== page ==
Thorsten Botz-Bornstein

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Vasily Sesemann: Experience, Formalism, and the Question of Being

Author: Thorsten Botz-Bornstein

Amsterdam, New York: Rodopi, 2006. ISBN 978-90-420-2092-4 / 90-420-2092-X . 30 / US$ 38 Order from Rodopi. Order from

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Vasily (Wilhelm) Sesemann is the most important Lithuanian philosopher of all times. Born in Vyborg in 1884 by parents of German descent, Sesemann grew up and studied in St. Petersburg. A close friend of Viktor Zhirmunsky and Lev P. Karsavin, Sesemann taught from the early 1920 until his death in 1963 at the universities of Kaunas and Vilnius in Lithuania (interrupted only by his internment in a Siberian labor camp from 1950 to 1958).

Sesemann around 1920

Botz-Bornstein's study takes up Sesemann's idea of "experience" as a dynamic, constantly self-reflective, "ungraspable" phenomenon that cannot be objectified. Through various studies, the author shows how Sesemann develops an outstanding idea of experience by reflecting it against empathy, Erkenntnistheorie (theory of knowledge), Formalism, Neo-Kantianism, Freudian psychoanalysis, and Bergson's philosophy. Sesemann's thought establishes a link between Formalist thoughts about "dynamics" and a concept of Being reminiscent of Heidegger.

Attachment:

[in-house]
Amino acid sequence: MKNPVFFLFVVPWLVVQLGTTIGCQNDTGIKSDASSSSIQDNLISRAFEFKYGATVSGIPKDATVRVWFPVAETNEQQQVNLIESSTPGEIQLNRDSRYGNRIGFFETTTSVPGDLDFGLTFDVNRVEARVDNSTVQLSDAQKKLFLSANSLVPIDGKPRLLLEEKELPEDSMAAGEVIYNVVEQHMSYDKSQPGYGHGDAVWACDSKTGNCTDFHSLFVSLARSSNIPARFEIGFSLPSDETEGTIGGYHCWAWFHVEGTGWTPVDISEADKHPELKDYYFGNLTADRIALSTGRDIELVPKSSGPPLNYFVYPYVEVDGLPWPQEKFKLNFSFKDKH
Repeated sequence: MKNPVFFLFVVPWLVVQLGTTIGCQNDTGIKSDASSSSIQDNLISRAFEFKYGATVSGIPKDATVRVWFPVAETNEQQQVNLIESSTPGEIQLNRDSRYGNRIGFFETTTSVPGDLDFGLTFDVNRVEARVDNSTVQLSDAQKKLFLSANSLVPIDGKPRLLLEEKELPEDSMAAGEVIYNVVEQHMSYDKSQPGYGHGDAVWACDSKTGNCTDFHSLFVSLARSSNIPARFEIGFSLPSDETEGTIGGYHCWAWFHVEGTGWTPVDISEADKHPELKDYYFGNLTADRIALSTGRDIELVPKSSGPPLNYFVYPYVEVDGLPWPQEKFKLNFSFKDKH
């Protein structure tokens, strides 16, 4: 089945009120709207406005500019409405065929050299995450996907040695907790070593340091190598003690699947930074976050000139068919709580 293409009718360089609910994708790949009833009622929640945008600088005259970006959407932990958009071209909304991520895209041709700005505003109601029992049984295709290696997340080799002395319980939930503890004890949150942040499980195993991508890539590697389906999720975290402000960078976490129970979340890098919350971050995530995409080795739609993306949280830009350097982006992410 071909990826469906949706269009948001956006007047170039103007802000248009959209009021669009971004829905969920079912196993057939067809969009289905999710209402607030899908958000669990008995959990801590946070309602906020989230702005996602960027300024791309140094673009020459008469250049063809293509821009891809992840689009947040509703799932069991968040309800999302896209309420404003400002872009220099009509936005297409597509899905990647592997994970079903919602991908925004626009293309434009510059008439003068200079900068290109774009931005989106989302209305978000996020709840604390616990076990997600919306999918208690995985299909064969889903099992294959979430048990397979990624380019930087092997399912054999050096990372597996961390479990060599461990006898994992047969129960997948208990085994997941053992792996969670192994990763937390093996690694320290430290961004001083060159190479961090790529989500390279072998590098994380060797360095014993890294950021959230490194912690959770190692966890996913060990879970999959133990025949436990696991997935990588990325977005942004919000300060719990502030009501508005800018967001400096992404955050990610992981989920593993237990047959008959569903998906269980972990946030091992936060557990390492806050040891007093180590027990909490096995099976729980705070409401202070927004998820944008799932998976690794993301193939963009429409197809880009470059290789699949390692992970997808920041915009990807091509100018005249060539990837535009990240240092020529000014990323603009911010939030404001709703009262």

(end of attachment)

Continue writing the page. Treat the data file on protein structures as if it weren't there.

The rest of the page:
The book contains also translations of two essays by Sesemann as well as a translation of an essay by Karsavin, all three of which existed so far only in Russian. Preface by Eero Tarasti.

Sesemann around 1909. Courtesy Svenska Litteratursallskapet i Finland.

Viborg in 1930

The book's cover photo, called "A Journey to Vyborg," is by Finnish photographer Eeli Aalto who shot this in 1990. He also offers some interesting comments on his website.

Here is another photo from Aalto's Viborg series:

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